I don’t know how beat reporters do this stuff. It’s all I can do to get the notes written up each night in a vaguely coherent format so I can see what I still have to research.

If I ever cover a “Games” of any sort again – I’m going to stick to a single event.

I have tons of ideas for fiction, and I think some of them will actually congeal into a single piece. I’m playing with ideas.

Came home, exhausted. I should have worked on Tracking Medusa, but I was too darned tired.

Attempted the weights. Went to bed early.

At least this morning, I didn’t have to get up at 5 AM. My first event’s at 9:45.

I have to say, their little rulebook/code of conduct makes me glad I’m not a teen right now. I’d never come up with doing most of what’s “forbidden” – except the fact that they wrote it down and SAID it was forbidden, which would make me want to do it, because of my problems with authority. I’m starting to think I was the last generation that really got to be kids. (Now there’s an awkwardly written sentence). Too tired to fix it.

My downstairs neighbor was at it again, for a good two hours last night, blasting away. From about 1-3 in the morning. It has to stop.

In addition, it rained heavily, and I wondered if I needed to move the car. I didn’t, but I think I will today.

An hour an a half of yoga this morning, and a solid session on Good Names. Into the shower now, and then off to the rink.

Devon

Good Names — 47,882 words out of est. 100,000

Zokutou word meterZokutou word meter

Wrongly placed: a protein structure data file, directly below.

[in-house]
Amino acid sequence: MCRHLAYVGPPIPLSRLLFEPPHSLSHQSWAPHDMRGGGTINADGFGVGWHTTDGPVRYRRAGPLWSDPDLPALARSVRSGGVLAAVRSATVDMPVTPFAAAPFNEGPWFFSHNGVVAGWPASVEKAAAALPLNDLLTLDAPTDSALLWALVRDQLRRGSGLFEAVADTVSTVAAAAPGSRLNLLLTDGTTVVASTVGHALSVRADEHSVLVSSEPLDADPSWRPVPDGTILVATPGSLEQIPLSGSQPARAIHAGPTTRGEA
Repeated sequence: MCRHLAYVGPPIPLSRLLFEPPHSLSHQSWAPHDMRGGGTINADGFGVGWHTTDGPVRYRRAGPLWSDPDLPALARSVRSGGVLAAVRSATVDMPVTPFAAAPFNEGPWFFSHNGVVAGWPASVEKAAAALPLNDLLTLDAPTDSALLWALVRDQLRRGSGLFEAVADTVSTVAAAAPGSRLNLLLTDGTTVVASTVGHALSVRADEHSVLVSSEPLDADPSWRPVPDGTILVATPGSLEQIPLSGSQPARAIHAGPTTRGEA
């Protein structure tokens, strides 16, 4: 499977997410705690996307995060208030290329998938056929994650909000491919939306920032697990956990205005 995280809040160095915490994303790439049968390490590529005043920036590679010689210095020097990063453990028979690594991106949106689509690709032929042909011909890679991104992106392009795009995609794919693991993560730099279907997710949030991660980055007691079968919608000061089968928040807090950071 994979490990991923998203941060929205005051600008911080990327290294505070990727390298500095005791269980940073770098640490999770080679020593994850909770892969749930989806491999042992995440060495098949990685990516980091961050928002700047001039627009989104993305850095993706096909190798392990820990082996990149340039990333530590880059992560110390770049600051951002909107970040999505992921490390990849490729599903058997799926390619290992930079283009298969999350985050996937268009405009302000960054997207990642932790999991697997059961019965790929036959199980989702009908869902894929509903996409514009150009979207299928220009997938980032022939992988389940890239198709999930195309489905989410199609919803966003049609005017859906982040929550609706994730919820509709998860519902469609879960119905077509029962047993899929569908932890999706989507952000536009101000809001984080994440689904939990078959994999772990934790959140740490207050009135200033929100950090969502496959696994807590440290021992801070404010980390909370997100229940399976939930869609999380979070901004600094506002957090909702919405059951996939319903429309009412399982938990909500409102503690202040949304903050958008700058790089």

47 / 100
(47.0%)
Published in: on July 28, 2007 at 7:38 am  Comments (5)  

5 Comments

  1. You sound exhausted but also like you’re having a good time. I’m glad you drive a fuel efficient car.

    The guy was an ass. I hope he’s not married because I really pity his wife if he is.

  2. Since that coach seemed determined to share all this scummy information after he found out you were from the media, maybe you should share his revelations with the world. *wicked grin*

  3. Fencing coach….sleazy….warped…..two sides to his life but with no point….kind of like fencing but in an opposite way too…..there is DEFO a story in there….

    Will the piece on the Last Drop be available to read online once published? I’d love to read it, being a drinker there.

    Col

  4. Ok. I had to take a deep breath after reading that. I honestly don’t know how you keep up.

  5. Liked the line about the rulebook for teens – so true! I always remember a funny line in an Andrew Greeley book (can’t remember which one) about a Catholic school dress code – where a priest joked that the intricate measurements and descriptions set forth in the code were far more likely to lead to lust than someone who didn’t follow it.